You know, it’s interesting you bring that up because things have changed. I mean, when I first started–
When I first started, there were– Women weren’t even business managers. My first boss was a man.
And I hadn’t worked for– When I went to the– moved to the Porsche/Audi store, I worked for two men, also, that were the business manager’s controller, so to speak. There were no saleswomen. No women in finance. I mean, I didn’t have a lot of experience at working at other dealers. But I don’t recall, at any of our stores back then, having women.
So you were like a trailblazer?
Yeah. So then in the ’80s you– When I went to Colley, I remember we had a woman finance manager and a woman salesperson. So I thought, “Wow, this is great.”
So that’s pretty a rarity.
Yeah. So back many years ago, women weren’t in the sales force or in management. Maybe in Los Angeles or real big dealerships, that could be, but not from–
Yeah. The norm.
So you seen that.
Yeah. Right. And then now, of course, I think there’s women CEOs of General Motors, different places. All these women have moved up.
It’s really grown.
It’s been a long time, though. 30, what, 30 years. About time, I guess.
Yeah. That those changes are reflected.
In other [crosstalk] as well, but yeah.
Yes. Yes. Absolutely.
Well, that’s excellent, and I love it. You are a trailblazer. You are one of the first.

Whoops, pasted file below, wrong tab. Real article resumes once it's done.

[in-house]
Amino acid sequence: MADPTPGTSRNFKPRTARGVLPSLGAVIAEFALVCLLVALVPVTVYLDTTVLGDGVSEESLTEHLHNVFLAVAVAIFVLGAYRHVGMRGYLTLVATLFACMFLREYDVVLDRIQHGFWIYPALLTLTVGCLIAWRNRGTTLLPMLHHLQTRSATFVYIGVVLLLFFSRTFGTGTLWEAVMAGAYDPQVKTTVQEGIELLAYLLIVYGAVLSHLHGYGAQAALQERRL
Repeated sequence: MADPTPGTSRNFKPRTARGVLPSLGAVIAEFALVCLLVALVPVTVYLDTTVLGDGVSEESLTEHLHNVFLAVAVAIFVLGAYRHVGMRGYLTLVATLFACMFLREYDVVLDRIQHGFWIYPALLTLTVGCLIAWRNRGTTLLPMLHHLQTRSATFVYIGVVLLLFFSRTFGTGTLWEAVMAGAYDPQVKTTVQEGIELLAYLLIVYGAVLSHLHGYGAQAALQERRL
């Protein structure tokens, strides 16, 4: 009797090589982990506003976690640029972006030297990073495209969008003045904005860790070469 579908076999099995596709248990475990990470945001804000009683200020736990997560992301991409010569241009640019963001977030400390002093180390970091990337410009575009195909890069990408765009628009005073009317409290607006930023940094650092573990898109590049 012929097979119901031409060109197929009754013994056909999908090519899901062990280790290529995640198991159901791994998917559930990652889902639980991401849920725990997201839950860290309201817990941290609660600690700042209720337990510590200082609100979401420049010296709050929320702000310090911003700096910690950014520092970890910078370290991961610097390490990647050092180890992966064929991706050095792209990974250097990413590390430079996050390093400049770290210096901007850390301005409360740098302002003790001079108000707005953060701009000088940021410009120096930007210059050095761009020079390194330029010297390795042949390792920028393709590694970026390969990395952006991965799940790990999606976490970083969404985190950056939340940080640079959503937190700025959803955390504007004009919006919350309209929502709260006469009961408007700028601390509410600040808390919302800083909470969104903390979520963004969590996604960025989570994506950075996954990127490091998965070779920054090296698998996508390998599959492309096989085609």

Oh, well [laughter]. So but anyway.
You want to make a trail mark.
[crosstalk] for sure.
But yeah. So.
So what are some of the highlights of your job here? What are some of the things that you enjoy the most?
What I enjoy the most is the work, to be honest with you.
I love that.
Yeah. I like that work. I like to come in, get the task done, and move on to the next thing. And keep things–
Now, were you paid to say that?
No, no. No, I was not. But you know what? We have a great office. And we just– I don’t know–
[crosstalk], and that’s good.
I just want to get the–
There’s a lot of satisfaction in it.
Yeah. Get the job done.
Get the job done.
Right. Do your best. Because if we don’t do our job, then it can–
Affect everyone else.
And it seems like you are the brains of the company. You are the backbone of the company. And it’s probably what you said for your team and your staff members to make sure to get the job done and to assist everybody else.
Right. Right. You want it to be done right. You want a good outcome.
You want everybody to be happy and work harmoniously together because that attitude reflects leadership. You know, anyway.
Yeah. And that’s what brings the satisfaction and that feeling of– That you’re really contributing.
Right. Right. That I did a good job today.
Do it again tomorrow.
And everybody’s happy. Yeah.
Yeah. So just to wrap things up a little bit, are there any women that you looked up to as a role model in history? Or any women you look up to now, or?
You know, looking at that question, and I’m like, all women are– We all get out there day in, day out. Try to do the right thing.
Right. I love it. Of course.
Take care of our families if we have children. Or even the single women that try to do the best that they can.
Yeah. Yeah. Right.
And [crosstalk]. And we can too.
Right. And make changes, make the world a better place, so women all over the world.
Well, that was a perfect answer.
I love it, personally. And I’ve absolutely loved having the chance to talk with you today, Kathie.
Oh, well, thank you so very much.
Thank you for joining us.
This was so great. I appreciate it.
We’ll let you get back to your work.
All right. There you go.